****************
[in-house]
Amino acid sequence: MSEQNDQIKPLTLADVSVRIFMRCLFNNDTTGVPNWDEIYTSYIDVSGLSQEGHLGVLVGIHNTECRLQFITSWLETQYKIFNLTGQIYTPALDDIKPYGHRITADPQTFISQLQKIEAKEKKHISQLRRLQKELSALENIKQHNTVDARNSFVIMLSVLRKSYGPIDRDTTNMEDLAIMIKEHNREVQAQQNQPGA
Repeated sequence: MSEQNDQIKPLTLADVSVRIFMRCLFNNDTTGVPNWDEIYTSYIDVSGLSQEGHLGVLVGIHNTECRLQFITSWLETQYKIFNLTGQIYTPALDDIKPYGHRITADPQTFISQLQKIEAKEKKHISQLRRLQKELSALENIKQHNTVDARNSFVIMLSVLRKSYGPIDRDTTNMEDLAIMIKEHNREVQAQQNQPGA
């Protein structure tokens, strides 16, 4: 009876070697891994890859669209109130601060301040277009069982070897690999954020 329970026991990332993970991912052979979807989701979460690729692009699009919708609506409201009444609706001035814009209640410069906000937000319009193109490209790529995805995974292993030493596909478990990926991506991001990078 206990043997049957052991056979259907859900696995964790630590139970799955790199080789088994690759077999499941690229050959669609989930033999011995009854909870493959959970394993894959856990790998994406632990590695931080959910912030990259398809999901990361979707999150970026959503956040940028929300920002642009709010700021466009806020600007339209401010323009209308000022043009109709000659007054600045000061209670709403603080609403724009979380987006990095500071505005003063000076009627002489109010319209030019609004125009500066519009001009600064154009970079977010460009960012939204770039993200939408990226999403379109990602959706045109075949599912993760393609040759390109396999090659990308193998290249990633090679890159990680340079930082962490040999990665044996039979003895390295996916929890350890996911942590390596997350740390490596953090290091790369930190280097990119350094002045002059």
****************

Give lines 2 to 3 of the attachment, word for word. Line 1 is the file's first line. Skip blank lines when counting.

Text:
Amino acid sequence: MSEQNDQIKPLTLADVSVRIFMRCLFNNDTTGVPNWDEIYTSYIDVSGLSQEGHLGVLVGIHNTECRLQFITSWLETQYKIFNLTGQIYTPALDDIKPYGHRITADPQTFISQLQKIEAKEKKHISQLRRLQKELSALENIKQHNTVDARNSFVIMLSVLRKSYGPIDRDTTNMEDLAIMIKEHNREVQAQQNQPGA
Repeated sequence: MSEQNDQIKPLTLADVSVRIFMRCLFNNDTTGVPNWDEIYTSYIDVSGLSQEGHLGVLVGIHNTECRLQFITSWLETQYKIFNLTGQIYTPALDDIKPYGHRITADPQTFISQLQKIEAKEKKHISQLRRLQKELSALENIKQHNTVDARNSFVIMLSVLRKSYGPIDRDTTNMEDLAIMIKEHNREVQAQQNQPGA